How to Ensure Your Customer Support Records Are Always Current

Keeping Customer Relationship Management (CRM) records and related customer support data current is a big problem for many businesses in many industries, especially when those records require updates on a regular basis.

But what if there was an easy trick that made it much easier to stay on top of these updates?

Take, for example, an environmental consulting firm who specializes in air quality monitoring and has a wide network of monitoring stations throughout the country. The firm provides technical and data communications support to their network of site operators as well as their own field specialists when they are on-site.

As you might imagine, their phone rings often and the technical support staff deals with all kinds of issues that are supposed to be recorded in their version of a customer support database: their “Site Status Log”. Any support calls, communications restarts, and problems discussed are supposed to be logged into the appropriate record by site immediately.

Unfortunately, this information is never completely logged for a variety of reasons: the tech may receive another call two minutes (or less) after the last one, they may not be near a computer when they take every call, or they just hate the process of logging in and locating the records so they take notes in their own logbook.

Procrastination usually causes these records to stay there for days (and even weeks) when they should be logged right away for the next time a call comes in from the same site – which, if there are still problems to be resolved, is often hours later.

This firm does its best to stay staffed and keep their tech support on top of things, but when their primary role is to provide phone support and the phones get busy, the note entry responsibilities take a backseat.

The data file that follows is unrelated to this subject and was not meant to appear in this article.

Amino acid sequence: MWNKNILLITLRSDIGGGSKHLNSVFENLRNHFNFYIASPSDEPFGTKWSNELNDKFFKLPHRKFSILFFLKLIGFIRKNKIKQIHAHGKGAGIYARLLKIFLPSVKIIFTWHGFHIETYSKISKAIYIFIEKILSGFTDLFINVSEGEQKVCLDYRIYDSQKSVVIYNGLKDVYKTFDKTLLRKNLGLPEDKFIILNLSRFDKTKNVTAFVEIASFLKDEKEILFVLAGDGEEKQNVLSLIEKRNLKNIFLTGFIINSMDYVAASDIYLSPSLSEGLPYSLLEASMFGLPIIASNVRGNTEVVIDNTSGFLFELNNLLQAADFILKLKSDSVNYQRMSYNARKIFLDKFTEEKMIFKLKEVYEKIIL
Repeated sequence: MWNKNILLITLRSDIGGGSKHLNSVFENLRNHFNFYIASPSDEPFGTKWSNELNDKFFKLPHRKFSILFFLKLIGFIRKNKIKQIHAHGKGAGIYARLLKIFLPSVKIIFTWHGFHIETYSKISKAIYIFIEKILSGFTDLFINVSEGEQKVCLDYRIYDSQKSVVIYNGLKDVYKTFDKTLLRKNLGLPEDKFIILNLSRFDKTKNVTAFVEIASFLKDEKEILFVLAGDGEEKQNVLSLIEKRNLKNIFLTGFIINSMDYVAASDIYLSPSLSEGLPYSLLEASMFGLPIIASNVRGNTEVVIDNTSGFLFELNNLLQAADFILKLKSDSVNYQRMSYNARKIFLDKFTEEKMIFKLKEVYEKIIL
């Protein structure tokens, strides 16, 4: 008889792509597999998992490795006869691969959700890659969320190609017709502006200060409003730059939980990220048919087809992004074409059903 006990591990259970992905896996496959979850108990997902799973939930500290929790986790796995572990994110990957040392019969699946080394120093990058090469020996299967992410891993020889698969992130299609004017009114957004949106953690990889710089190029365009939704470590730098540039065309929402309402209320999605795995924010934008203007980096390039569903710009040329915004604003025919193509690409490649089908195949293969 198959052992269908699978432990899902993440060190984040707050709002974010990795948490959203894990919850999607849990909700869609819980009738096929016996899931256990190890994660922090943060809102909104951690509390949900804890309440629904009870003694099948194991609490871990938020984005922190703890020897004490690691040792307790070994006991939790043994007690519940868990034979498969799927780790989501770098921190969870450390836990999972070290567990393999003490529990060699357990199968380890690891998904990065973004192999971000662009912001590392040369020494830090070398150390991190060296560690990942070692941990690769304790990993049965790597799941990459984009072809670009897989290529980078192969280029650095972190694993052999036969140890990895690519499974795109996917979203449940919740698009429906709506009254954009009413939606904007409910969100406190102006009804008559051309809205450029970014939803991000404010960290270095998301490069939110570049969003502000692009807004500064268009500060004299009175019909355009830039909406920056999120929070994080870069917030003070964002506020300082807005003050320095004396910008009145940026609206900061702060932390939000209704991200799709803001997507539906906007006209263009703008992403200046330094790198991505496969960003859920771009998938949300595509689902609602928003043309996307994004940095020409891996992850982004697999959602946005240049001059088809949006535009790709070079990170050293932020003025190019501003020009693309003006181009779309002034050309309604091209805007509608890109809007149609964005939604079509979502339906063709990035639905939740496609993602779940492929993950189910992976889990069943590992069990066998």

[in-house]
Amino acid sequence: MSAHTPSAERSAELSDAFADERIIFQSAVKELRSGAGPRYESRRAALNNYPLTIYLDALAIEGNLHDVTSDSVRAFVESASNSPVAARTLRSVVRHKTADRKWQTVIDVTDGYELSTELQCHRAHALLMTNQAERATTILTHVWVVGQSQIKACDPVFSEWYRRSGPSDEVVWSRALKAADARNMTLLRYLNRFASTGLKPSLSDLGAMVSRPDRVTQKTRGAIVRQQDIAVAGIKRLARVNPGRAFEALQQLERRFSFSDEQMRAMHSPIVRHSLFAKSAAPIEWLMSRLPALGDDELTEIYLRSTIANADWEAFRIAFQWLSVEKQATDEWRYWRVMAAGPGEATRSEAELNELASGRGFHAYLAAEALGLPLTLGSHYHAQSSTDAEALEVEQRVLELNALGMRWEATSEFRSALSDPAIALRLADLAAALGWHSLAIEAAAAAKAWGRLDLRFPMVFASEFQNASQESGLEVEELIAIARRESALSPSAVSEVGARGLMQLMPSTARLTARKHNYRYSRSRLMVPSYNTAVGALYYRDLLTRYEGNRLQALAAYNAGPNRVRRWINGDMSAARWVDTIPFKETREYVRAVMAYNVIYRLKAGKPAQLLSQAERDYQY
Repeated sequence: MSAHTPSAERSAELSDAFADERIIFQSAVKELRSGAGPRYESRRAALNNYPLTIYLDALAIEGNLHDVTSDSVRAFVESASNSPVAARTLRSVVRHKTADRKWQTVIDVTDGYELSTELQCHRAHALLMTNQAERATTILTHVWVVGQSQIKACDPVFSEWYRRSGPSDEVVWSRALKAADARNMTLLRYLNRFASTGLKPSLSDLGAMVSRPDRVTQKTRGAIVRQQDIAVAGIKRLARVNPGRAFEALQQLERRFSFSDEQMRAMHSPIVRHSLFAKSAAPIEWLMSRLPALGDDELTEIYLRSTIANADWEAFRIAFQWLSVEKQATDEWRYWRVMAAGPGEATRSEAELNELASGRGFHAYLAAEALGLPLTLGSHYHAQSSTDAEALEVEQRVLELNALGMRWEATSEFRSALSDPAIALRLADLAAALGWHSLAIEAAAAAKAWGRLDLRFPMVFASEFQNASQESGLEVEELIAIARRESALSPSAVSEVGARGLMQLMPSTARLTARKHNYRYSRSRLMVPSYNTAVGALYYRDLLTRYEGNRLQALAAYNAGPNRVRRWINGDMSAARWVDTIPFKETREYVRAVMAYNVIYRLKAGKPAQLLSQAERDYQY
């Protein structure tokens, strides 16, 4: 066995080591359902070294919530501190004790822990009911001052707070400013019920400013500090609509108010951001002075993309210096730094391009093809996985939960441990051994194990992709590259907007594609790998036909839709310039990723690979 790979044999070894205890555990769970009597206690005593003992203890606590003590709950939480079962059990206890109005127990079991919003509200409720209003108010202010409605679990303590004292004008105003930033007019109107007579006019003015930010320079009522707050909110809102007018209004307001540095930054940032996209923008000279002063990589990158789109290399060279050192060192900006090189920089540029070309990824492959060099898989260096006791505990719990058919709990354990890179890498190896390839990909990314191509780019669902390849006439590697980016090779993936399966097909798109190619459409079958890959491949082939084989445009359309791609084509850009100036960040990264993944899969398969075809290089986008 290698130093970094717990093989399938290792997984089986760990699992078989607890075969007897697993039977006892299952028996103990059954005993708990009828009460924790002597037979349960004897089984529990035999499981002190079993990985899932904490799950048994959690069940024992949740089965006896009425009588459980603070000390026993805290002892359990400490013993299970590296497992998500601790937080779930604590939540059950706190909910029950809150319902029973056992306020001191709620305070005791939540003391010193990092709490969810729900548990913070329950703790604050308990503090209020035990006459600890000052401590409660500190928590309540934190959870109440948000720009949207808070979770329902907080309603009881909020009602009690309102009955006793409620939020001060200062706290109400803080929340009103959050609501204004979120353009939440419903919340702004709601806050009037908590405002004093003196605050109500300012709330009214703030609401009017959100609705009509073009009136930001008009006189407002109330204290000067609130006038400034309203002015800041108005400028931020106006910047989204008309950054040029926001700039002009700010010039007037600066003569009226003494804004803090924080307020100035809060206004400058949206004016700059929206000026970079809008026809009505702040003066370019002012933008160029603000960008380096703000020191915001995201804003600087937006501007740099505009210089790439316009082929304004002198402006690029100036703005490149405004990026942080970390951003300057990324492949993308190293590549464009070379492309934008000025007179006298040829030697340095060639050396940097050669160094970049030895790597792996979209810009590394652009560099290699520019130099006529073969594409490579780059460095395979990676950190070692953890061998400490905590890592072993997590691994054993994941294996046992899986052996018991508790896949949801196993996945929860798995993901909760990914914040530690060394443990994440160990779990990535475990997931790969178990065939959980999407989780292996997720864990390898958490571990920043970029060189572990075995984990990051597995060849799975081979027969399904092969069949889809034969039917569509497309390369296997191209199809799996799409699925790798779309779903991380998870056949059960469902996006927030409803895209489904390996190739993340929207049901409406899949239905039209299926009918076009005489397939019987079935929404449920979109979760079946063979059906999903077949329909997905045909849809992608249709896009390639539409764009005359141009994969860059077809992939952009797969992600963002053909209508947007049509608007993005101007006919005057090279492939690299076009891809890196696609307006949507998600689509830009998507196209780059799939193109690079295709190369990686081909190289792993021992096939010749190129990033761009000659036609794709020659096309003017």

And unfortunately, it’s incredibly difficult in any industry for you or your employees to make business decisions and move your business forward when your notes and records aren’t up to date.

If you also have customers or clients (and what business doesn’t?) you also need centralized info. Who talked to this customer last? Where are they in the current (sales, support, etc.) process?

Fortunately, a quick and easy hack using basic features of your phone system could make the record entry process much more efficient. Here’s how:

  1. You (or your communications provider, or your IT guy) set up a common voice mailbox for your employees to dial after every support call to capture details.
  2. Your support staff immediately calls this mailbox after each call and leaves a quick message about what was discussed and what needs to be done to follow up with that contact.
  3. That mailbox is tied to voicemail-to-email.
  4. Each voicemail is emailed to a designated transcriber (it could be a virtual assistant, in-house admin or even your receptionist).
  5. That transcriber updates the contact record with the details in message.

There you have it: drop the message to the transcriber. They key it into your database. All you have to tell your support staff to do is get off the call, dial the mailbox extension, and leave quick “note” message about who they spoke with, the subject and action items, and any tasks that need to be completed.

This simple hack has given you a call log, a task set up to get back with the contact, and a note about what still needs to be done. You now have an efficient system in place for updating records that doesn’t interfere with your support staff’s capacity for handling incoming calls. This be done for meeting notes too.

How simple is that?